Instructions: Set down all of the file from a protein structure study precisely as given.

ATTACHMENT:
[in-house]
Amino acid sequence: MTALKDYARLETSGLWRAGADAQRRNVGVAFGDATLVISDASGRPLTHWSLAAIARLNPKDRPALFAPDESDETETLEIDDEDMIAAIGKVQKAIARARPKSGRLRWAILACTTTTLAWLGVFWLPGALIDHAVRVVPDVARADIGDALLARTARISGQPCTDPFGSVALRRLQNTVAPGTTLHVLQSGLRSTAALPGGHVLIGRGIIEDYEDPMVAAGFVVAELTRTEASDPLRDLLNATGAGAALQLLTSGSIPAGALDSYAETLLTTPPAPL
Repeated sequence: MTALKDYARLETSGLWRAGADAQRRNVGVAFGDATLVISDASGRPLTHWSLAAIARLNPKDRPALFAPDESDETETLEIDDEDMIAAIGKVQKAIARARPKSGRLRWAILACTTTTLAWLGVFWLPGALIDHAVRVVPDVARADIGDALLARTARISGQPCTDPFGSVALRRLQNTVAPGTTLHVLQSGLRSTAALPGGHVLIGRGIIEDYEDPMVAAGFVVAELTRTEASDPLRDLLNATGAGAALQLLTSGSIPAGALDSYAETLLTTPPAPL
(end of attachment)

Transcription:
[in-house]
Amino acid sequence: MTALKDYARLETSGLWRAGADAQRRNVGVAFGDATLVISDASGRPLTHWSLAAIARLNPKDRPALFAPDESDETETLEIDDEDMIAAIGKVQKAIARARPKSGRLRWAILACTTTTLAWLGVFWLPGALIDHAVRVVPDVARADIGDALLARTARISGQPCTDPFGSVALRRLQNTVAPGTTLHVLQSGLRSTAALPGGHVLIGRGIIEDYEDPMVAAGFVVAELTRTEASDPLRDLLNATGAGAALQLLTSGSIPAGALDSYAETLLTTPPAPL
Repeated sequence: MTALKDYARLETSGLWRAGADAQRRNVGVAFGDATLVISDASGRPLTHWSLAAIARLNPKDRPALFAPDESDETETLEIDDEDMIAAIGKVQKAIARARPKSGRLRWAILACTTTTLAWLGVFWLPGALIDHAVRVVPDVARADIGDALLARTARISGQPCTDPFGSVALRRLQNTVAPGTTLHVLQSGLRSTAALPGGHVLIGRGIIEDYEDPMVAAGFVVAELTRTEASDPLRDLLNATGAGAALQLLTSGSIPAGALDSYAETLLTTPPAPL